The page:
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According to an article recently published in the journal Gut, among patients with pancreatic cancer, mutations within the gene known as K-ras found on the margins of surgically removed tissue are associated with poorer outcomes. Patients with K-ras mutations may benefit from more aggressive therapy or participation in a clinical trial.

The pancreas is an organ that is surrounded by the stomach, small intestine, bile ducts (tubes that connect the liver to the small intestine), gallbladder, liver, and spleen. The pancreas helps the body to break down food and produces hormones, such as insulin, to regulate the body’s storage and use of food.

There are approximately 33,730 new cases of pancreatic cancer diagnosed in the United States every year, with 32,200 deaths attributed to this disease annually. Pancreatic cancer is the fourth leading cause of cancer deaths in the United States.

Patients with early pancreatic cancer, or cancer that has not spread from the pancreas, are often treated with the surgical removal of the cancer and surrounding tissue, referred to as a surgical resection.

The areas of tissue surrounding the cancer (surgical margins) are evaluated to determine if any cancer cells are present, indicating the spread of cancer. If no cancer cells are found in surgical margins, it is referred to as having negative surgical margins. However, if cancer cells are detected in surgical margins, it is referred to as positive surgical margins and it is assumed that the cancer has spread from its site of origin within the pancreas.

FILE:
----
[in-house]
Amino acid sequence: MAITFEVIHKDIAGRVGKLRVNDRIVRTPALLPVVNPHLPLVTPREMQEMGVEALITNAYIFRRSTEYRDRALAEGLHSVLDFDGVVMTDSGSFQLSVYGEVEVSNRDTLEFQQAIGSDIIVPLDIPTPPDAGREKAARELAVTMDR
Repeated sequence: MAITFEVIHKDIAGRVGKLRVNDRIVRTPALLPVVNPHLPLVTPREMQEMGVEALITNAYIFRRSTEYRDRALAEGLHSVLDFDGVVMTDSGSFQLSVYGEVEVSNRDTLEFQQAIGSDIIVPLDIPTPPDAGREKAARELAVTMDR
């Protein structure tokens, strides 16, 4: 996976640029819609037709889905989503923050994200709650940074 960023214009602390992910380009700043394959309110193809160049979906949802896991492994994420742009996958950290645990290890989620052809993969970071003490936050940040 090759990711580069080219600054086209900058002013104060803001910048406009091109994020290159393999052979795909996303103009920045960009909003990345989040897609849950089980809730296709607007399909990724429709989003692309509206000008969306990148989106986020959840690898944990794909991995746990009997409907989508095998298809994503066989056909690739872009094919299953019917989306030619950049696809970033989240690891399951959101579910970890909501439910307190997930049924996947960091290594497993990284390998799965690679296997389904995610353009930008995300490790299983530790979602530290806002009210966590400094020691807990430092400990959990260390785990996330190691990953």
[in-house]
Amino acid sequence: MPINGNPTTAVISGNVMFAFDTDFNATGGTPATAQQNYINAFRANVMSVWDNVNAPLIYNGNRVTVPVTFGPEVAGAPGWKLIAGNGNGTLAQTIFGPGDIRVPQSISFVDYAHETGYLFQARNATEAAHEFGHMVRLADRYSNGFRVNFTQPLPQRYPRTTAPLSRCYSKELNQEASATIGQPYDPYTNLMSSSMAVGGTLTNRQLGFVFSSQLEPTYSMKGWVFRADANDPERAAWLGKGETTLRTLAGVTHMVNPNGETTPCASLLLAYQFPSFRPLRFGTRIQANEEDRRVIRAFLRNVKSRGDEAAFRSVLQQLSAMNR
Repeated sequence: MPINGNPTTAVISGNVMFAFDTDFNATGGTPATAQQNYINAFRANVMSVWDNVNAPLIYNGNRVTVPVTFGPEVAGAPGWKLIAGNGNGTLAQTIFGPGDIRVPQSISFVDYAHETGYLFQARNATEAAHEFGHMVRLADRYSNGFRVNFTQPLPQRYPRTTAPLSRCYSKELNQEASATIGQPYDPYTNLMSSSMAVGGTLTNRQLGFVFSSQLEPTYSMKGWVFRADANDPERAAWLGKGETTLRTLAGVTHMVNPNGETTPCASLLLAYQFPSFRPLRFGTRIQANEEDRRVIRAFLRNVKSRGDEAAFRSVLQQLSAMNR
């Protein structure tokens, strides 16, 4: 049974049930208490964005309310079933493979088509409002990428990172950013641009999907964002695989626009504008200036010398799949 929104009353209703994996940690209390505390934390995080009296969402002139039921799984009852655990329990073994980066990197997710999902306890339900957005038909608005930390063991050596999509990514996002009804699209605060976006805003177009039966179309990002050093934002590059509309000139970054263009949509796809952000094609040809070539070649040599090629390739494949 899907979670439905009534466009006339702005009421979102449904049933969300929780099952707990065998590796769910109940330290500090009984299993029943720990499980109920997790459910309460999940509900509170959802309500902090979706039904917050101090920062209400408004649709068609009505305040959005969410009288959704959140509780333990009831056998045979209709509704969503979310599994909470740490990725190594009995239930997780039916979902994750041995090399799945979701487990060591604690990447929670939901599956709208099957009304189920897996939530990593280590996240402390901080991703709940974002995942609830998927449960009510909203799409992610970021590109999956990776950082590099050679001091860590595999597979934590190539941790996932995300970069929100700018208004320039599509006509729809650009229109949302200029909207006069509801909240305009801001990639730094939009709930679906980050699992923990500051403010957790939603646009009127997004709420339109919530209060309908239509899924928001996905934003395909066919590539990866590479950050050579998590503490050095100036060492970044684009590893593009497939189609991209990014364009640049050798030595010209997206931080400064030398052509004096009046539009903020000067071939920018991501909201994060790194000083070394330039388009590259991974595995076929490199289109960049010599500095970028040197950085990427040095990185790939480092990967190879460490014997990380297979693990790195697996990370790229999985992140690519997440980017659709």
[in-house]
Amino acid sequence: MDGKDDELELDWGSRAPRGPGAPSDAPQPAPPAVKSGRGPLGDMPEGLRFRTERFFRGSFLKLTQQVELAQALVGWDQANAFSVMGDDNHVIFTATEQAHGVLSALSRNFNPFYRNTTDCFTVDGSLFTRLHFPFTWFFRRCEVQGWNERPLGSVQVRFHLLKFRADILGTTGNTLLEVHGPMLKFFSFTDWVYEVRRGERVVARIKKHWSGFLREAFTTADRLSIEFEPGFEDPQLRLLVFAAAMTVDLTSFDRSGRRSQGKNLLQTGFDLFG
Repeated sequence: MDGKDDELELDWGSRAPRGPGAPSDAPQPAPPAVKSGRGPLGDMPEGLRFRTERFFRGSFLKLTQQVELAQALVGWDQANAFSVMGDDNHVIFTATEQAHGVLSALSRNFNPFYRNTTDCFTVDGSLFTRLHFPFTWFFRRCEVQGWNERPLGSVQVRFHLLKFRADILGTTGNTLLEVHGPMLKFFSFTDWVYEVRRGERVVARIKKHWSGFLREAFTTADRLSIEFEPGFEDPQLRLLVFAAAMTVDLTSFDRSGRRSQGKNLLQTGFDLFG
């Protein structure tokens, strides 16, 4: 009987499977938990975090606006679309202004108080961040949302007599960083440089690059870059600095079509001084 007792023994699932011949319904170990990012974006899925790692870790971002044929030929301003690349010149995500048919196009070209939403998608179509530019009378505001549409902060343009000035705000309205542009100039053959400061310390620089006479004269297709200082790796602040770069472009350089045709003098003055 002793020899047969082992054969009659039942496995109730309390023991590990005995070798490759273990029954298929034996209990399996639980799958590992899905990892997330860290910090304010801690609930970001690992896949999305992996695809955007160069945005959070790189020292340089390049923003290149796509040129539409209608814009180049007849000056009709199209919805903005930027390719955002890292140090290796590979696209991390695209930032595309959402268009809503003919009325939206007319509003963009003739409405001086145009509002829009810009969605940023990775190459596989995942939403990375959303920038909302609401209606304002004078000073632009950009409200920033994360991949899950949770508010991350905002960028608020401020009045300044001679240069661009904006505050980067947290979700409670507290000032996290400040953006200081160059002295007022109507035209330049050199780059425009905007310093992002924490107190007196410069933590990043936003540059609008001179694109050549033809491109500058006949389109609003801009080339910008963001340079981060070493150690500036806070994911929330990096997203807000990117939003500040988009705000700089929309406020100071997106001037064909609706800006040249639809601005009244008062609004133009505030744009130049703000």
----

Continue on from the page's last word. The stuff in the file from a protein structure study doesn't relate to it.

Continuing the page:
Unfortunately, a significant portion of patients with negative surgical margins who undergo standard therapies still experience a recurrence of their cancer. Researchers are evaluating markers or variables that may indicate which patients may be at a higher risk of developing these recurrences.

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Researchers from several medical institutions in the United States recently conducted a clinical study to evaluate the potential association of mutations within the K-ras gene in surgical margins of patients with early pancreatic cancer and outcomes. This study included 70 patients who had negative surgical margins. Surgical margins of these patients were tested for K-ras mutations.

  • K-ras mutations were detected in 53% of patients.
  • Survival times were 15 months for patients with K-ras mutations, versus 55 months for those without K-ras mutations.
  • Patients with K-ras mutations were nearly three times as likely to die as patients without K-ras mutations.

The researchers concluded that the presence of K-ras mutations within surgical margins of patients with early pancreatic cancer having negative surgical margins “may represent unrecognized disease and correlates with poor disease outcome.” They also state that the genetic evaluation of surgical margins can help to individualize patient treatments and optimize outcomes by recognizing factors associated with outcomes among these patients.

Patients with early pancreatic cancer may wish to speak with their physician regarding their individual risks and benefits of participating in a clinical trial further evaluating markers or variables associated with outcomes.

Reference: Kim J, Reber H, Dry S, et al. Unfavourable prognosis associated with K-ras gene mutation in pancreatic cancer surgical margins. Gut. 2006;55:1598-1605.

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